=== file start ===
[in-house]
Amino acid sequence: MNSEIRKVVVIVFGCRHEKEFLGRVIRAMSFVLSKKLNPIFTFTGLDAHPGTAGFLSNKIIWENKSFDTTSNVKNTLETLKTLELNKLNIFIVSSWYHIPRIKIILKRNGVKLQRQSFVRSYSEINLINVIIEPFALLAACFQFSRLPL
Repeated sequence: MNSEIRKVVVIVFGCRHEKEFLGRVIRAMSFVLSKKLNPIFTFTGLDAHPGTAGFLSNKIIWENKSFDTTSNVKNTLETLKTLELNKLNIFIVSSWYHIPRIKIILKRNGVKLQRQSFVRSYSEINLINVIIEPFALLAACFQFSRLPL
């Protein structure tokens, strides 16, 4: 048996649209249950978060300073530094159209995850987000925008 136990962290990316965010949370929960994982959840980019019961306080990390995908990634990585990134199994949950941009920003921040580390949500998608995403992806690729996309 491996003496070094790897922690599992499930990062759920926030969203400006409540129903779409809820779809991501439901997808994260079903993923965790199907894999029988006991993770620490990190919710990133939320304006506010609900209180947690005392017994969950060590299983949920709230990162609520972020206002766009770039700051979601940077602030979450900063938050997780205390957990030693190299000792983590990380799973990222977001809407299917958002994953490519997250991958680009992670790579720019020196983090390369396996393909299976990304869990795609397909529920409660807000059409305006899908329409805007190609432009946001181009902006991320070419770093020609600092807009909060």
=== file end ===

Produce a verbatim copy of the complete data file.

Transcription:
[in-house]
Amino acid sequence: MNSEIRKVVVIVFGCRHEKEFLGRVIRAMSFVLSKKLNPIFTFTGLDAHPGTAGFLSNKIIWENKSFDTTSNVKNTLETLKTLELNKLNIFIVSSWYHIPRIKIILKRNGVKLQRQSFVRSYSEINLINVIIEPFALLAACFQFSRLPL
Repeated sequence: MNSEIRKVVVIVFGCRHEKEFLGRVIRAMSFVLSKKLNPIFTFTGLDAHPGTAGFLSNKIIWENKSFDTTSNVKNTLETLKTLELNKLNIFIVSSWYHIPRIKIILKRNGVKLQRQSFVRSYSEINLINVIIEPFALLAACFQFSRLPL
């Protein structure tokens, strides 16, 4: 048996649209249950978060300073530094159209995850987000925008 136990962290990316965010949370929960994982959840980019019961306080990390995908990634990585990134199994949950941009920003921040580390949500998608995403992806690729996309 491996003496070094790897922690599992499930990062759920926030969203400006409540129903779409809820779809991501439901997808994260079903993923965790199907894999029988006991993770620490990190919710990133939320304006506010609900209180947690005392017994969950060590299983949920709230990162609520972020206002766009770039700051979601940077602030979450900063938050997780205390957990030693190299000792983590990380799973990222977001809407299917958002994953490519997250991958680009992670790579720019020196983090390369396996393909299976990304869990795609397909529920409660807000059409305006899908329409805007190609432009946001181009902006991320070419770093020609600092807009909060």